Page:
The Fed needed to fight the 2008 financial crisis. In 2008, it ramped up open market operations by purchasing bank-owned mortgage-backed securities. In 2009, the Fed began adding U.S. Treasurys. By 2011, it owned $1.6 trillion, maxing out at $2.5 trillion in 2014. This quantitative easing stimulated the economy by keeping interest rates low. It helped the United States escape the grips of the recession.

Did the Fed monetize the debt? In a way, yes. The Fed purchased Treasurys from its member banks, using credit that it created out of thin air. It had the same effect as printing money. By keeping interest rates low, the Fed helped the government avoid the high-interest rate penalty it would incur for excessive debt.

The Fed ended quantitative easing in October 2014. As a result, interest rates on the benchmark 10-year Treasury note rose from a 200-year low of 1.442% in June 2012 to around 2.17% by the end of 2014.

On Sep. 29, 2017, the Federal Open Market Committee said the Fed would begin reducing its Treasury holdings in October. That put upward pressure on long-term interest rates. The FOMC meeting statement summary is a report of FOMC’s discussion regarding the nation’s economic outlook. It also includes the resulting vote on the interest rates and the monetary policies the Fed plans to follow. 

Current Foreign Ownership of U.S. Debt

In Dec. 2019, Japan owned $1.15 trillion in U.S. Treasurys, making it the largest foreign holder. The second-largest holder is China which owns $1.07 trillion of U.S. debt. Both Japan and China want to keep the value of the dollar higher than the value of their currencies. That helps keep their exports to the United States affordable, which helps their economies grow.

Despite China's occasional threats to sell its holdings, both countries are happy to be America's biggest foreign bankers. China replaced the United Kingdom as the second-largest foreign holder on May 31, 2007. That's when it increased its holdings to $699 billion, outpacing the United Kingdom's $640 billion. 

The United Kingdom is the third-largest holder with $332.6 billion. It's increased in rank as Brexit continues to weaken its economy. Brazil is next, holding $281.9 billion. It's followed by Ireland with $281.8 billion.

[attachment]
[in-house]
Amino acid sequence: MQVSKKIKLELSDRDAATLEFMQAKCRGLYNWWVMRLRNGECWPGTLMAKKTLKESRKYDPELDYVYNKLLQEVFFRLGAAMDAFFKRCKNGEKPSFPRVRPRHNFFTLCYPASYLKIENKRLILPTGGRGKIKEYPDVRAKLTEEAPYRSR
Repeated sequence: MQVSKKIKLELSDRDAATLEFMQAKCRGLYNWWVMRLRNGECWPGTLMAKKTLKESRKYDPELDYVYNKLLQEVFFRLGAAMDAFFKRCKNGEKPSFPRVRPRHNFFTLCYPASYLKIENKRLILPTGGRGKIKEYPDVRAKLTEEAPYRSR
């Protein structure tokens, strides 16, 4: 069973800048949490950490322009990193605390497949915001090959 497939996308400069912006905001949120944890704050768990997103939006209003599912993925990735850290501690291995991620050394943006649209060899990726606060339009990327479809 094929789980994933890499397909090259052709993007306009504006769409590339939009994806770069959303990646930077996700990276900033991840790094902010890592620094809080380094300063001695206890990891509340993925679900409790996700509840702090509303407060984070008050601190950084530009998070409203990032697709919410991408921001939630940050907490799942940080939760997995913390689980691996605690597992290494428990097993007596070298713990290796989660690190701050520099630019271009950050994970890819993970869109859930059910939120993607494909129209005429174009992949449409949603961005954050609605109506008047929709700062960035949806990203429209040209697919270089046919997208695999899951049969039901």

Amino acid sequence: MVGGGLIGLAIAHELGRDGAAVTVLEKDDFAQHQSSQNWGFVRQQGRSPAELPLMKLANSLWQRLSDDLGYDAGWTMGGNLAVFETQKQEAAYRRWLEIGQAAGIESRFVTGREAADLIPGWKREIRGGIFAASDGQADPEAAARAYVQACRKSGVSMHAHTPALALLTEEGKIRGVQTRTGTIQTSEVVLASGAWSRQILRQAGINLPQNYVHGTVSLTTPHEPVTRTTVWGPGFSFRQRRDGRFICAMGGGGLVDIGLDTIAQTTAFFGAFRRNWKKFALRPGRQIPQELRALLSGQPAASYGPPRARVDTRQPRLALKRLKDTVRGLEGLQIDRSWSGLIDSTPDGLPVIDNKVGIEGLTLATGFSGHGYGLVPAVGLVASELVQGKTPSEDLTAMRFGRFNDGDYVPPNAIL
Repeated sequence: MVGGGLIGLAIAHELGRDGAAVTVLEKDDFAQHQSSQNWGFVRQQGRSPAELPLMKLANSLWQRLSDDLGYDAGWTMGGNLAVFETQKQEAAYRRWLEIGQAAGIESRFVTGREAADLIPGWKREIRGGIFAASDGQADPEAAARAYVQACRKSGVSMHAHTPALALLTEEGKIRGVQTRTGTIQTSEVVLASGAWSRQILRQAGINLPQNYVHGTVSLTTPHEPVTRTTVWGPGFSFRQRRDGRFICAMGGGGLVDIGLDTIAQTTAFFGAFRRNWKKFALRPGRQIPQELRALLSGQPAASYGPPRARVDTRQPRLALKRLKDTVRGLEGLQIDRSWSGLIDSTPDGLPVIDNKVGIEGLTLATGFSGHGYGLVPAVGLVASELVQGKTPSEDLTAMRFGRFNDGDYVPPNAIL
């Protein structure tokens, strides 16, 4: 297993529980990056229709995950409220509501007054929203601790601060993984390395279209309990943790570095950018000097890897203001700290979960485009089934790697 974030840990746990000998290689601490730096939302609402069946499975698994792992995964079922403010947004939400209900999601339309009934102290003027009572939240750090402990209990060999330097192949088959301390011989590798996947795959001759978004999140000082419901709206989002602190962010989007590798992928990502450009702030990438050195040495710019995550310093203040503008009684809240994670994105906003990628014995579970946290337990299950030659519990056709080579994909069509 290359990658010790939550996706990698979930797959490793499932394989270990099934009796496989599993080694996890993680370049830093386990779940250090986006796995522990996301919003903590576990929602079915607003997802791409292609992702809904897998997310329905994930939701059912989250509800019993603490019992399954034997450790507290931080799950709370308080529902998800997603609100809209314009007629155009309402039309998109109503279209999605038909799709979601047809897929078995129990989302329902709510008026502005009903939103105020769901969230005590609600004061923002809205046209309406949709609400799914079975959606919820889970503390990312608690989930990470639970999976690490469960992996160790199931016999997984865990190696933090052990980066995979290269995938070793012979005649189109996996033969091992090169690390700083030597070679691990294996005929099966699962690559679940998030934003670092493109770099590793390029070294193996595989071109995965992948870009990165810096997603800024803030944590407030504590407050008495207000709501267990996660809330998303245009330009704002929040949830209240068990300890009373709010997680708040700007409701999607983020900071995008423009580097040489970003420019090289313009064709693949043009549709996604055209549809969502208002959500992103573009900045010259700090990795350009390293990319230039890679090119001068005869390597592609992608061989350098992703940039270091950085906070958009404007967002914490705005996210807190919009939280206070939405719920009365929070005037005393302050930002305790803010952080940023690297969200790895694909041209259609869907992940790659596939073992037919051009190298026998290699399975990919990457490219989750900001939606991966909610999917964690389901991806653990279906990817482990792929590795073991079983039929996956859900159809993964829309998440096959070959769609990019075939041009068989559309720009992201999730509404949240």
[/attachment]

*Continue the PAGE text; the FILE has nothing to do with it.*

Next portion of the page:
Luxembourg is fifth at $254.6 billion. The Bureau of International Settlements believes it is a front for sovereign wealth funds and hedge funds whose owners don't want to reveal their positions.

Data are from various reports that are released at different times. As such, the numbers in this article may not add up to the total U.S. debt.

The Bottom Line

Many people believe that much of U.S. debt is owed to foreign countries like China and Japan. The truth is, most of it is owed to Social Security and pension funds. This means U.S. citizens, through their retirement money, own most of the national debt.

U.S. national debt is the sum of these two federal debt categories:

  • Public debt – held by other countries, the Federal Reserve, mutual funds, etc. 
  • Intragovernmental holdings – held by Social Security, Military Retirement Fund, Medicare, and other retirement funds.

Article Sources

  1. TreasuryDirect. “The Debt to the Penny and Who Holds It,” Accessed Dec.5 2019.

  2. U.S. Department of Treasury. “Bureau of the Public Debt,” Accessed Nov. 20, 2019.

  3. Bureau of the Fiscal Service, U.S. Department of the Treasury. “Monthly Treasury Statement. Table 6. Schedule D-Investments of Federal Government Accounts in Federal Securities,” Download Current Issue. Accessed Dec. 5, 2019.

  4. U.S. Department of the Treasury. Treasury Bulletin. “Current Issue, September 2019,” Accessed Nov. 20, 2019.

  5. U.S. Department of the Treasury. “Major Foreign Holders of Treasury Securities, Holdings 1,” Accessed Nov. 20, 2019.

  6. Federal Reserve Bank of St. Louis. "Assets: Securities Held Outright: U.S. Treasury Securities," Accessed Dec. 17, 2019.

  7. Board of Governors of the Federal Reserve System. "Press Release," Accessed Dec. 17, 2019.

  8. Board of Governors of the Federal Reserve System. "FOMC Statement," Accessed Dec. 17, 2019.

  9. U.S. Department of the Treasury. "Daily Treasury Yield Curve Rates," Accessed Dec. 17, 2019.